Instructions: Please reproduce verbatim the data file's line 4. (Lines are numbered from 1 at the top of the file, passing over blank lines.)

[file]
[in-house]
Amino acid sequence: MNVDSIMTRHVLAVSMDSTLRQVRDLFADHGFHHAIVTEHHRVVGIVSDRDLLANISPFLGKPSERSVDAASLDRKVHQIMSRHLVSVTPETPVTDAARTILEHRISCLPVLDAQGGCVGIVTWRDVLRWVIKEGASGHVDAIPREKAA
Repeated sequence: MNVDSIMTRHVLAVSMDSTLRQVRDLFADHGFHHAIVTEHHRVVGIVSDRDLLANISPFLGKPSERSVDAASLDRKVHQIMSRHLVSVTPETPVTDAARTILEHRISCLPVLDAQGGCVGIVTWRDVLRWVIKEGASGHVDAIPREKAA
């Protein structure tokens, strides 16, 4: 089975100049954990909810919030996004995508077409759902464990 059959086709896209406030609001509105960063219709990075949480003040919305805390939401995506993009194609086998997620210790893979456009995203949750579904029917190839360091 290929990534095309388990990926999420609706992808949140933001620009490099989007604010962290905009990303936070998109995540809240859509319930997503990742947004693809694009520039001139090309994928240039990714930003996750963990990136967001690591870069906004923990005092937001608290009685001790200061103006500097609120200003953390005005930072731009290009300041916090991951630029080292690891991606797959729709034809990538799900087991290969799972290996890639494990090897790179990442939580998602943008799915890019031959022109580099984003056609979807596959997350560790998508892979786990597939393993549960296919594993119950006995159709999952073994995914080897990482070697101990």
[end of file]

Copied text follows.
């Protein structure tokens, strides 16, 4: 089975100049954990909810919030996004995508077409759902464990 059959086709896209406030609001509105960063219709990075949480003040919305805390939401995506993009194609086998997620210790893979456009995203949750579904029917190839360091 290929990534095309388990990926999420609706992808949140933001620009490099989007604010962290905009990303936070998109995540809240859509319930997503990742947004693809694009520039001139090309994928240039990714930003996750963990990136967001690591870069906004923990005092937001608290009685001790200061103006500097609120200003953390005005930072731009290009300041916090991951630029080292690891991606797959729709034809990538799900087991290969799972290996890639494990090897790179990442939580998602943008799915890019031959022109580099984003056609979807596959997350560790998508892979786990597939393993549960296919594993119950006995159709999952073994995914080897990482070697101990």